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A week after a gunman opened fire inside a Parkland, Florida school with an AR-15-style assault rifle, a 911 call reported a man with an assault rifle walking along Route 33 in Putnam County. Corporal Donahoe and Deputy Pauley were dispatched, knowing that a k-12 school was less than a mile ahead of the armed man (Walker), who was wearing military-style clothing. Seeing Walker, the officers believed that he could be under the age of 18. It is generally legal in West Virginia for persons over the age of 18 to openly carry firearms. Walker challenged the officers’ authority to stop and detain him and initially declined to produce identification, He relented but refused to provide information about his gun and his reason for carrying it. Donahoe did not restrain Walker, pat him down, or otherwise touch him. Donahoe called for a criminal history check, telling Walker “I have the absolute legal right to see whether you’re legal to carry that gun,” indicating that Walker could not leave. Learning that Walker was 24 and only had a misdemeanor conviction, Donahoe returned Walker’s identification papers and told him that he was free to go. The encounter lasted less than nine minutes.The Fourth Circuit affirmed summary judgment in favor of Donahoe in Walker’s suit under 42 U.S.C. 1983. There was reasonable suspicion supporting Donahoe’s investigatory detention of Walker. Lawful conduct can contribute to reasonable suspicion; the circumstances of Walker’s firearm possession were unusual and alarming enough to engender reasonable suspicion. View "Walker v. Donahoe" on Justia Law

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The Fourth Circuit affirmed the district court's grant of a declaratory judgment holding that the clerks from two Virginia courts, that failed to make newly filed civil complaints timely available to the press and public, violated the First Amendment right of access to such documents.As a preliminary matter, the court concluded that this case is not moot where, absent the relief Courthouse News sought, nothing bars the clerks from reverting to the allegedly unconstitutional rates of access in the future; the district court did not abuse its discretion in denying the clerks' motion to abstain; and the district court did not abuse its discretion in denying the clerks' motion to dismiss for misjoinder.On the merits, the court applied the experience and logic test to Courthouse News' First Amendment right of access claim, concluding that the experience prong supports a First Amendment right of access to civil complaints, even before any judicial action in the case, and that public access to complaints logically plays a positive role in the functioning of the judicial process. Therefore, the press and public enjoy a First Amendment right of access to newly filed civil complaints. The court agreed with the district court's determination that the clerks violated Courthouse News' right of access to newly filed civil complaints. View "Courthouse News Service v. Schaefer" on Justia Law

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Plaintiffs moved to enjoin implementation of the Aerial Investigation Research (AIR) program, a first-of-its-kind aerial surveillance program operated by the Baltimore Police Department and Commissioner Michael Harrison. While appeal was pending, the program completed its pilot run and the program was not renewed. After deleting the bulk of the AIR data, defendants moved to dismiss the appeal as moot.On rehearing en banc, the court concluded that the appeal presents a live controversy and is not moot. Plaintiffs sought to enjoin defendants' access to any data collected by the AIR program, and defendants retain the data that proved fruitful. In this case, plaintiffs have a concrete, legally cognizable interest in freezing the police department's access to images, which were obtained only by recording plaintiffs' movements and in which they may still appear.On the merits, the court concluded that plaintiffs are likely to succeed on the merits of their Fourth Amendment claim and the remaining Winter factors counsel in favor of preliminary relief. The court applied Carpenter v. United States, 138 S. Ct. 2206 (2018), concluding that the AIR program enables police to deduce from the whole of individuals' movements, and thus accessing its data is a search, and its warrantless operation violates the Fourth Amendment. The court reversed the denial of plaintiffs' motion for a preliminary injunction and remanded for further proceedings. View "Leaders of a Beautiful Struggle v. Baltimore Police Department" on Justia Law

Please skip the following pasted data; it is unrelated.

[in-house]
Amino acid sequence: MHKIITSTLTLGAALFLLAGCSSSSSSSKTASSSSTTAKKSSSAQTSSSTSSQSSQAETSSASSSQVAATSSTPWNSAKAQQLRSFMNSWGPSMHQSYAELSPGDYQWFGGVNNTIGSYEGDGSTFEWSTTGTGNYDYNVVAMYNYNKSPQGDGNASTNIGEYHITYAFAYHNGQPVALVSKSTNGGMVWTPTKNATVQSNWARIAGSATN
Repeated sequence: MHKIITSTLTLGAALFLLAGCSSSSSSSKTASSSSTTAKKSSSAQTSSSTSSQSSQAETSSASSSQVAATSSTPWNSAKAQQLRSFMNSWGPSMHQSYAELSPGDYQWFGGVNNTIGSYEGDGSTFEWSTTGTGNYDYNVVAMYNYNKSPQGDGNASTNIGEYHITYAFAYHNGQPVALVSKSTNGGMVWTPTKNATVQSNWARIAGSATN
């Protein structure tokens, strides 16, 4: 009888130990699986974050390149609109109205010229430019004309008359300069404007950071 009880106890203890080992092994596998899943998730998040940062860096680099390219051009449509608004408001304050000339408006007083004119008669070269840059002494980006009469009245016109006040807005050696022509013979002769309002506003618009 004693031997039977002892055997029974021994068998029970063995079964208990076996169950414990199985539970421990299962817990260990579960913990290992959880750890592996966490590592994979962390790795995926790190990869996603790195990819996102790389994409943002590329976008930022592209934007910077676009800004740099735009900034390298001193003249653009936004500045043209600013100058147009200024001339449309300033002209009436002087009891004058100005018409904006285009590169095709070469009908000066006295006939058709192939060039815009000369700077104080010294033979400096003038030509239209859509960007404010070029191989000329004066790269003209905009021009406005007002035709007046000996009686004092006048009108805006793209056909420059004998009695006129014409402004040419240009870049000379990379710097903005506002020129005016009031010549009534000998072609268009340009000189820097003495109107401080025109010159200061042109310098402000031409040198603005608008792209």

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Five former employees of national security agencies who, during their employment, had clearances for access to classified and sensitive information, filed suit against the CIA, the Department of Defense, the National Security Agency, and the Office of the Director of National Intelligence. They facially challenged the agencies’ requirements that current and former employees give the agencies prepublication review of certain materials that they intend to publish to allow the agencies to redact information that is classified or otherwise sensitive to national security. They alleged that the agencies’ regimes “fail to provide former government employees with fair notice of what they must submit,” “invest executive officers with sweeping discretion to suppress speech[,] and fail to include procedural safeguards designed to avoid the dangers of a censorship system.”The Fourth Circuit affirmed the dismissal of the suit, holding that the prepublication review regimes were “reasonable” measures to protect sensitive information and did not violate the plaintiffs’ First Amendment rights. The regimes were not unduly vague under the Fifth Amendment; they adequately informed authors of the types of materials they must submit and established for agency reviewers the kinds of information that can be redacted. View "Edgar v. Haines" on Justia Law